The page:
PPVs of drugs used for thromboprophylaxis related to TJR ranged between 97% and 99% for NOAC and LMWH use, and between 97% and 99% for aspirin use. Overall, 96.2% of the hits were true positives and 3.8% of the hits were false positives. By combining exposure according to positive anonymised free text hits with exposure according to product codes identification of drug use was increased by 57% compared to product codes only. Ultimately, drug use was identified in a total proportion of 18.5% of all THR and 18.6% of all TKR surgeries. Antithrombotic drug use was determined by free-text analysis only in 65–70% of the LMWHs group and >80% of the NOACs group; which threefold to fivefold increased the detection rates of these drugs compared to detection by product codes. In the aspirin group, drug use was mostly (∼90%) determined by coded prescription data (figure 2 or see online supplementary appendix table S3). Use of NOACs was higher with our method in CPRD as compared to the NJR reports in both THR and TKR patients when ratio of NOAC and LMWH use was compared. NOAC/LMWH ratio was only statistically significantly different in TKR patients in 2009 and 2010. All other groups were not statistically significantly different (table 2). Given the lower PPV and the substantial difference of baseline characteristics, and the limited role of thromboprophylaxis as related to TJR, we did not further focus on comparing our aspirin data with those from the NJR.
Table 3 shows that TKR and THR patients using NOACs or LMWHs were largely similar with regard to distribution by age, sex, comorbidities and drug use as compared to patients with unknown drug use. Aspirin users, however, were different as compared to unknown users particularly with regard to a history of ischaemic heart disease. Compared to unknown use, prescription of antithrombotic drugs was higher in the highest socioeconomic status (SES) quintile and lower in the lowest SES quintile (except for THR patients using NOACs). Compared to unknown users, all other groups showed a different distribution across the four major regions. Moreover, only one NOAC prescription was identified in Northern Ireland. Furthermore, THR patients using NOACs or LMWHs had a higher BMI as compared to unknown users.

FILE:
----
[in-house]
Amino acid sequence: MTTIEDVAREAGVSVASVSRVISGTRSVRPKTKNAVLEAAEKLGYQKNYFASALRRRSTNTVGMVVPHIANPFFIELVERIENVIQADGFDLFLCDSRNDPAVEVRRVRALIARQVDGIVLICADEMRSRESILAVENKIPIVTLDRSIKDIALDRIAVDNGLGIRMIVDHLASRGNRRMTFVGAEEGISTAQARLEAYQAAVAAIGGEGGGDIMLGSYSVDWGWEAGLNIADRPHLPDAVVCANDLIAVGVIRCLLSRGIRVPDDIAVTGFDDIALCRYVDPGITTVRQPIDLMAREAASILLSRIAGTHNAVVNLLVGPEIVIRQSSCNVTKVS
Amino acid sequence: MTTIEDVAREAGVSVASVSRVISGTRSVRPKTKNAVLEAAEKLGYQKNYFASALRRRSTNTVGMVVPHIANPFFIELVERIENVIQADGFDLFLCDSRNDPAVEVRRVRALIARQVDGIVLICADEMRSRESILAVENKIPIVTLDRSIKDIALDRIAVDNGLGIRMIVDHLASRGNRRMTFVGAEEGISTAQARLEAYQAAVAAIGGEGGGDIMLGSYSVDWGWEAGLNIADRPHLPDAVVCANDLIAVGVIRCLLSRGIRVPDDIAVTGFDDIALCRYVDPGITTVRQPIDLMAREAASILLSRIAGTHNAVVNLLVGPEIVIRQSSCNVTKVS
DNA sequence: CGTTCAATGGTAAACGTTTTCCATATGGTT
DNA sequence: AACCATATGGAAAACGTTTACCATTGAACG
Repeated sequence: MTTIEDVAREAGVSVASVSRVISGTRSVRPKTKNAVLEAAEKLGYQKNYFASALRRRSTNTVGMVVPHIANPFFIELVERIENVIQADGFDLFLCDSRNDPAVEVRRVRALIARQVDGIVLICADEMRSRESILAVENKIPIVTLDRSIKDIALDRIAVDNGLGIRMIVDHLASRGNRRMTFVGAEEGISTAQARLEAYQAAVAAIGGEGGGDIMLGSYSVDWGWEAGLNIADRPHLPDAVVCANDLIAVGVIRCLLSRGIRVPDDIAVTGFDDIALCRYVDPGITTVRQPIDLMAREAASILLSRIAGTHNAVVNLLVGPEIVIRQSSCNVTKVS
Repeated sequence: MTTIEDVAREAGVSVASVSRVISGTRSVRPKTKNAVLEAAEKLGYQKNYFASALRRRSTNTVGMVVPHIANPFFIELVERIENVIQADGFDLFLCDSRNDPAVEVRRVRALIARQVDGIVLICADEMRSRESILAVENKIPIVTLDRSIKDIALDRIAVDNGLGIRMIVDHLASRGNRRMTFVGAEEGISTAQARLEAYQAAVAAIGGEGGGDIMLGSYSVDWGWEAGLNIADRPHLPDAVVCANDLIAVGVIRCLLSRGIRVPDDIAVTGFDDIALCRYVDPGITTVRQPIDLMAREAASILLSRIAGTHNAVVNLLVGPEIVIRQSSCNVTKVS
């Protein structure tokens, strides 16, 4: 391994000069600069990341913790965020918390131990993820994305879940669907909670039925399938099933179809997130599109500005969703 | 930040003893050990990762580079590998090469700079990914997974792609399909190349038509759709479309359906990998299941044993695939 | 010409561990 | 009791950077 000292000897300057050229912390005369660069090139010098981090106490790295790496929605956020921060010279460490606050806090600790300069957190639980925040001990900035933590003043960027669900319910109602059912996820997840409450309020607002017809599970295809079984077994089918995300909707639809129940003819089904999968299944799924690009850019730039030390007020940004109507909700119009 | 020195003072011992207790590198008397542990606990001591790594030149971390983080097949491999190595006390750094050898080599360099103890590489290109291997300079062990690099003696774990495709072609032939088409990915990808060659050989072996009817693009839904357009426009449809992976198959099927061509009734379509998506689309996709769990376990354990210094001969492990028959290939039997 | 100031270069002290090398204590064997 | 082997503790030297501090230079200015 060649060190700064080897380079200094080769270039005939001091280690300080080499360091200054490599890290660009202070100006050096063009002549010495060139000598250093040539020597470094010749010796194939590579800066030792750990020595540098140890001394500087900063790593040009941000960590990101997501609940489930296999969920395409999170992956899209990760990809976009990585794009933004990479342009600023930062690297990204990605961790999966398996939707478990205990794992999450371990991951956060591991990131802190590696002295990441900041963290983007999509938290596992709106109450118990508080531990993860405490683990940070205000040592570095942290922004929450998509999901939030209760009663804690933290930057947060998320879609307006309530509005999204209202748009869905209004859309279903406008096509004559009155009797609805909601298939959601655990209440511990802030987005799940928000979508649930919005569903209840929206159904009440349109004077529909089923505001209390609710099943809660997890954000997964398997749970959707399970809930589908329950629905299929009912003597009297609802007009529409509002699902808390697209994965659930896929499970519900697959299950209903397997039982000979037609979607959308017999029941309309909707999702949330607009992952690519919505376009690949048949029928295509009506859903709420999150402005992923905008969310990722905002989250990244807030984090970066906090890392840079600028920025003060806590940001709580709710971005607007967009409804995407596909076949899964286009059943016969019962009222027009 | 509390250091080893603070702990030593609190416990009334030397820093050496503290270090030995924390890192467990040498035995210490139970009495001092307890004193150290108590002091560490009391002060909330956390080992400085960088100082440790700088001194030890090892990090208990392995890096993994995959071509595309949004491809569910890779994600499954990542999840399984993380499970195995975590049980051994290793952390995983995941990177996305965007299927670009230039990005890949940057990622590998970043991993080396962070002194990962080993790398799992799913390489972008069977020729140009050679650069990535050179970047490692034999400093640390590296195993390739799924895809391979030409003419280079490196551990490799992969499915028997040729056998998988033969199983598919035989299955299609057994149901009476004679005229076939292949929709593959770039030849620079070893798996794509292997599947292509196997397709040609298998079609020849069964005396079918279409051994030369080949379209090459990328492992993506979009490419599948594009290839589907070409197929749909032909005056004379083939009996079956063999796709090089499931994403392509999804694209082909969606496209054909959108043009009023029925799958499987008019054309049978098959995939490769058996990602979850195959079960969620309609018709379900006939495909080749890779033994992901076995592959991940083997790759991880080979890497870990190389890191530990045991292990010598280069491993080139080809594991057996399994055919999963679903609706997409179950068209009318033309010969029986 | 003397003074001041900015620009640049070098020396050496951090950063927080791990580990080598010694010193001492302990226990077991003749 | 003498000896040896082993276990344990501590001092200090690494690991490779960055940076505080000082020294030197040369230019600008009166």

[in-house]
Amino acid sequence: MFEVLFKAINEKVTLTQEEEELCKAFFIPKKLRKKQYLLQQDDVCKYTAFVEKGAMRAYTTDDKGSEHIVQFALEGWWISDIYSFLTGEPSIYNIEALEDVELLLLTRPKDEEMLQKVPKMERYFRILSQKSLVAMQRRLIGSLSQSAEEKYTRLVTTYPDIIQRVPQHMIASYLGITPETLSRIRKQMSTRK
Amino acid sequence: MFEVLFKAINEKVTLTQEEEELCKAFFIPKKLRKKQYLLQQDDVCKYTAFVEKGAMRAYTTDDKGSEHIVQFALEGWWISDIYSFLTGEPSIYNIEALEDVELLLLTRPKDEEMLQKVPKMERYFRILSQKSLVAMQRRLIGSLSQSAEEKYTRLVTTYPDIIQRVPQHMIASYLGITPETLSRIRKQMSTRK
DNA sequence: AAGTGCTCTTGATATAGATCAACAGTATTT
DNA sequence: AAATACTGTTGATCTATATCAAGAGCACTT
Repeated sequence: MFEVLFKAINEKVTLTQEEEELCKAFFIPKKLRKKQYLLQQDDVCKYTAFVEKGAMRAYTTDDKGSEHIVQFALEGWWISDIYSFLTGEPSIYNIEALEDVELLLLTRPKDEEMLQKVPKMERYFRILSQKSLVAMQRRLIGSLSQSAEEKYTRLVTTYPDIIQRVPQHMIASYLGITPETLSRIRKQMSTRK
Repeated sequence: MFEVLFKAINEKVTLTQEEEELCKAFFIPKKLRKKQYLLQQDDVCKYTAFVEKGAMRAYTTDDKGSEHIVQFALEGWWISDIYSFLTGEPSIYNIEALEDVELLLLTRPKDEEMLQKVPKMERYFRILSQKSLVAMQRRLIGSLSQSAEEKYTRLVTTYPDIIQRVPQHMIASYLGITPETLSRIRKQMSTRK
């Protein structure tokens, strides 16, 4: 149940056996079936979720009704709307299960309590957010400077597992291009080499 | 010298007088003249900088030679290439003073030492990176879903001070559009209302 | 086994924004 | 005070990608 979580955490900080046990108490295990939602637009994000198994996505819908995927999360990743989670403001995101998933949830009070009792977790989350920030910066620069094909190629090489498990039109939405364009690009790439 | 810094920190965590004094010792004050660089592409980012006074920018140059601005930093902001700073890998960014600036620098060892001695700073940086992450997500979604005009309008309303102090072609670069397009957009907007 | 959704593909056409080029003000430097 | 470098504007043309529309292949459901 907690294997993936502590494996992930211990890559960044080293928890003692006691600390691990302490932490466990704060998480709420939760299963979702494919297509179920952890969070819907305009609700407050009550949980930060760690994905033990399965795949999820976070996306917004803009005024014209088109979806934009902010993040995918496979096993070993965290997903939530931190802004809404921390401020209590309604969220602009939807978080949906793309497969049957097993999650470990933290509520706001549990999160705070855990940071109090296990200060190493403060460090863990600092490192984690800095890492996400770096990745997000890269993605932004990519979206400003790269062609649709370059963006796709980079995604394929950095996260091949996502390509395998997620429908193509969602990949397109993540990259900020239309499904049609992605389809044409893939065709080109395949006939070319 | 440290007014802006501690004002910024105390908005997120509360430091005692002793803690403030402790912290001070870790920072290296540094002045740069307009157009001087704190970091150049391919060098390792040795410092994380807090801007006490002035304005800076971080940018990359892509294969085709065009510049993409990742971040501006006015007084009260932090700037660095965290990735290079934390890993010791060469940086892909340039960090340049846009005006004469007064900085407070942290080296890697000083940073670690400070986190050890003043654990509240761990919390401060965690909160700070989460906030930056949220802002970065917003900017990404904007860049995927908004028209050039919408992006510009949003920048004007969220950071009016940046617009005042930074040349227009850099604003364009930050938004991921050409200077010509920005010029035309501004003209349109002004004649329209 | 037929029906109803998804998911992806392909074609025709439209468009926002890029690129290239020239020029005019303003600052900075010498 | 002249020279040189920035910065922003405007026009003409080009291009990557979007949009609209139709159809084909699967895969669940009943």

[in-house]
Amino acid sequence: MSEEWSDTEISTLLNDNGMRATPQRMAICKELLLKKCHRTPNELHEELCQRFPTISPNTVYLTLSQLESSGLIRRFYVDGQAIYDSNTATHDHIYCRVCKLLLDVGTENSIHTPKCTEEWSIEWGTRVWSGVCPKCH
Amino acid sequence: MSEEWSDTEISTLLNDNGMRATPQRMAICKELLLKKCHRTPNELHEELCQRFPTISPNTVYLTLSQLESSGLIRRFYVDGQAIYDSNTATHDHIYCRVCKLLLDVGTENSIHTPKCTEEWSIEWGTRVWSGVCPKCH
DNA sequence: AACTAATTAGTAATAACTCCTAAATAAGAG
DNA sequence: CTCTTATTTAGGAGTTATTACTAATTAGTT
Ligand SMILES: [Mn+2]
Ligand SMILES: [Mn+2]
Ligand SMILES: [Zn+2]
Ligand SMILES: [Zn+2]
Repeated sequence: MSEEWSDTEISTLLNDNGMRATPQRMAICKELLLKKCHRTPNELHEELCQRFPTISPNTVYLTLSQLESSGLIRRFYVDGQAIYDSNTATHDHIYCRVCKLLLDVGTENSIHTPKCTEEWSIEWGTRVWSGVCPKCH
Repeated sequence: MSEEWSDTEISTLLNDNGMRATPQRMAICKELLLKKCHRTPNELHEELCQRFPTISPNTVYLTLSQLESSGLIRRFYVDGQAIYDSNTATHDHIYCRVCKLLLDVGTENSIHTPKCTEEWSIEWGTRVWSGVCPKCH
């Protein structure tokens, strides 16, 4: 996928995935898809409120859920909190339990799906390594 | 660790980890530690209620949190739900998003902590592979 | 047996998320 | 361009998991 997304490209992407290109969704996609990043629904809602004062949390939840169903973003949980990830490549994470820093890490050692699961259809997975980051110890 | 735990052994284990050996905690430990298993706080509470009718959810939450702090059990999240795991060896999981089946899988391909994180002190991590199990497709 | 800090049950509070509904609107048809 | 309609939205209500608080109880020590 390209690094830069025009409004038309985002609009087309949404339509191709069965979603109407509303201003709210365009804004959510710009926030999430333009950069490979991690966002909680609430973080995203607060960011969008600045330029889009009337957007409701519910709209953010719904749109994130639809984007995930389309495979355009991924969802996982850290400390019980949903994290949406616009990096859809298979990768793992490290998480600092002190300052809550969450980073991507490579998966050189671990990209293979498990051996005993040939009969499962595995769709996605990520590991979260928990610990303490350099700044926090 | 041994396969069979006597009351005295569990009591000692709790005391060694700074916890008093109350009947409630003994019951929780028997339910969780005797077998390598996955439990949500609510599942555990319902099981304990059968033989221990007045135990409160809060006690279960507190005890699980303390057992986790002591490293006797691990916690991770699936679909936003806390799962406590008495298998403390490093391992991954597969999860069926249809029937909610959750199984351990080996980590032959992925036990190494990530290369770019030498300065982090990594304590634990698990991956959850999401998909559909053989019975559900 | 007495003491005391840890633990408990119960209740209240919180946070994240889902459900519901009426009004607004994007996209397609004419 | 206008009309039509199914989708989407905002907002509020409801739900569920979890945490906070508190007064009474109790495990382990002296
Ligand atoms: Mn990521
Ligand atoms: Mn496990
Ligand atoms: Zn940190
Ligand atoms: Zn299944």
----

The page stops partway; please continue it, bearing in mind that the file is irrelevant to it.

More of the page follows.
We have developed a useful method to identify exposure to NOACs or LMWHs related to TJR surgery. Our search method identified NOAC and LMWH use with PPVs between 97% and 99%. Aspirin use yielded PPVs ranging from 91% to 95%. When combining our anonymised free text method with a traditional method using CPRD product codes, the identification of drug use increased by 57% on average. Moreover, the identification of NOAC use showed a fivefold increase and the exposure to LMWHs a more than threefold increase as compared to identification by product codes. Users of NOACs or LMWHs were largely similar to patients with unknown tromboprophylaxis related to TJR surgery with regards to age, sex, comorbidities and use of other drugs. As expected, aspirin users were different and had, for example, more often a history of ischaemic heart disease.